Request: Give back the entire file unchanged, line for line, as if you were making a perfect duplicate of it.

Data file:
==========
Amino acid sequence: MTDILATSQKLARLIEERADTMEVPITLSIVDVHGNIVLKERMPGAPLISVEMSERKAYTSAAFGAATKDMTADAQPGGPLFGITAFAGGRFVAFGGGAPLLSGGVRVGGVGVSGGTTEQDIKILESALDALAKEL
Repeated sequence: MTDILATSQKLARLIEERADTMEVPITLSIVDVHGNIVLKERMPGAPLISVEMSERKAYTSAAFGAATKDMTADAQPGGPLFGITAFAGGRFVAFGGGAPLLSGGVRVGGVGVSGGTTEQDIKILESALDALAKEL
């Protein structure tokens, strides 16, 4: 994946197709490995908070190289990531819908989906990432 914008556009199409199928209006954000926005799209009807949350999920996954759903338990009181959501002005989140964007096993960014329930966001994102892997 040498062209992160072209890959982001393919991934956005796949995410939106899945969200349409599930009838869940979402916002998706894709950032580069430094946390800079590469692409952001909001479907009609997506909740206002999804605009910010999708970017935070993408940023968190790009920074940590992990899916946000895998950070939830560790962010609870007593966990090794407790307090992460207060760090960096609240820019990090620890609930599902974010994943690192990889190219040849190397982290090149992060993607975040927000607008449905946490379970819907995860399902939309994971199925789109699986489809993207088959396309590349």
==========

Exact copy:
Amino acid sequence: MTDILATSQKLARLIEERADTMEVPITLSIVDVHGNIVLKERMPGAPLISVEMSERKAYTSAAFGAATKDMTADAQPGGPLFGITAFAGGRFVAFGGGAPLLSGGVRVGGVGVSGGTTEQDIKILESALDALAKEL
Repeated sequence: MTDILATSQKLARLIEERADTMEVPITLSIVDVHGNIVLKERMPGAPLISVEMSERKAYTSAAFGAATKDMTADAQPGGPLFGITAFAGGRFVAFGGGAPLLSGGVRVGGVGVSGGTTEQDIKILESALDALAKEL
């Protein structure tokens, strides 16, 4: 994946197709490995908070190289990531819908989906990432 914008556009199409199928209006954000926005799209009807949350999920996954759903338990009181959501002005989140964007096993960014329930966001994102892997 040498062209992160072209890959982001393919991934956005796949995410939106899945969200349409599930009838869940979402916002998706894709950032580069430094946390800079590469692409952001909001479907009609997506909740206002999804605009910010999708970017935070993408940023968190790009920074940590992990899916946000895998950070939830560790962010609870007593966990090794407790307090992460207060760090960096609240820019990090620890609930599902974010994943690192990889190219040849190397982290090149992060993607975040927000607008449905946490379970819907995860399902939309994971199925789109699986489809993207088959396309590349």